As a testament to their collective success, Sylvester, Marth Wash (left), and Izora Rhodes Armstead (right) appear together to present a gold <i>Step II</i> album to TV host Merv Griffin, Los Angeles, 1978. Photo via Michael Ochs Archives/Getty Images.
As a testament to their collective success, Sylvester, Marth Wash (left), and Izora Rhodes Armstead (right) appear together to present a gold Step II album to TV host Merv Griffin, Los Angeles, 1978. Photo via Michael Ochs Archives/Getty Images.

Martha would recommend her fellow church-singing friend Izora, and the two of them would become Sylvester’s “girls,” professionally known as Two Tons o’ Fun. Vocally, Izora’s alto growl and Martha’s stirring soprano made a perfect musical mix with Sylvester’s equally gospel-inspired sanctified shouts. “When they joined Sylvester, it clicked,” Gamson shares with me. “It was church you could dance to, a powerhouse secular church.” And while the ladies were hired as background singers, it was Sylvester who pushed his girls to the foreground, sharing distinctive co-lead vocals on classics like 1978’s “Dance (Disco Heat).” In live performances, the ladies would each be positioned on his immediate side. “He never kept us in the background, really,” Martha remembers. “He had us in front with him.” Beginning with his debut solo album on Fantasy Records in 1977, Sylvester, Izora, and Martha’s style showcased a unique arrangement, and audiences hadn’t heard anything quite like it before. When they shared and felt the spirit onstage and on record, it was not simply as Sylvester with two background vocalists, but as a soulful trio—all together as one.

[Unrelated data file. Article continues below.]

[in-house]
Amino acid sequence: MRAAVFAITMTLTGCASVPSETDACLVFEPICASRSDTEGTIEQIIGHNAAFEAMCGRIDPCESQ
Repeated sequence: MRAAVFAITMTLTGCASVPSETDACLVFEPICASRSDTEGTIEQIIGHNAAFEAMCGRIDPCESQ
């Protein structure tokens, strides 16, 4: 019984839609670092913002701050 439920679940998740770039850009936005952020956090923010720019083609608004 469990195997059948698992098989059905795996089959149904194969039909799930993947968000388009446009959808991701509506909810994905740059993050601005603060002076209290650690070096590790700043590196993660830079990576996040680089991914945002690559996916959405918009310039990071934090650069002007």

The trio would become a duo at the suggestion of Harvey Fuqua who, in 1980, proposed that Izora and Martha release their own album under the Two Tons o’ Fun moniker. Wash admits to not recalling who coined the name, as “Izora said she came up with it, and my manager said he came up with it. There was a controversy. I honestly don’t remember who named the group.”

Fuqua, as described by Gamson in The Fabulous Sylvester, was “a former fifties doo-wop star with the mellow, slick Moonglows... He’d made his name in Motown, producing Marvin Gaye and songs like ‘Ain’t No Mountain High Enough’... He’d written ‘Someday We’ll Be Together’ [by Diana Ross and the Supremes] and ‘If I Could Build My Whole World Around You’” by Marvin Gaye and Tammi Terrell. By 1976, he was based in Oakland, running Honey Records, which was distributed by Fantasy Records and which signed Sylvester to its label. Fuqua, also Sylvester’s producer, encouraged the ladies to come out on their own.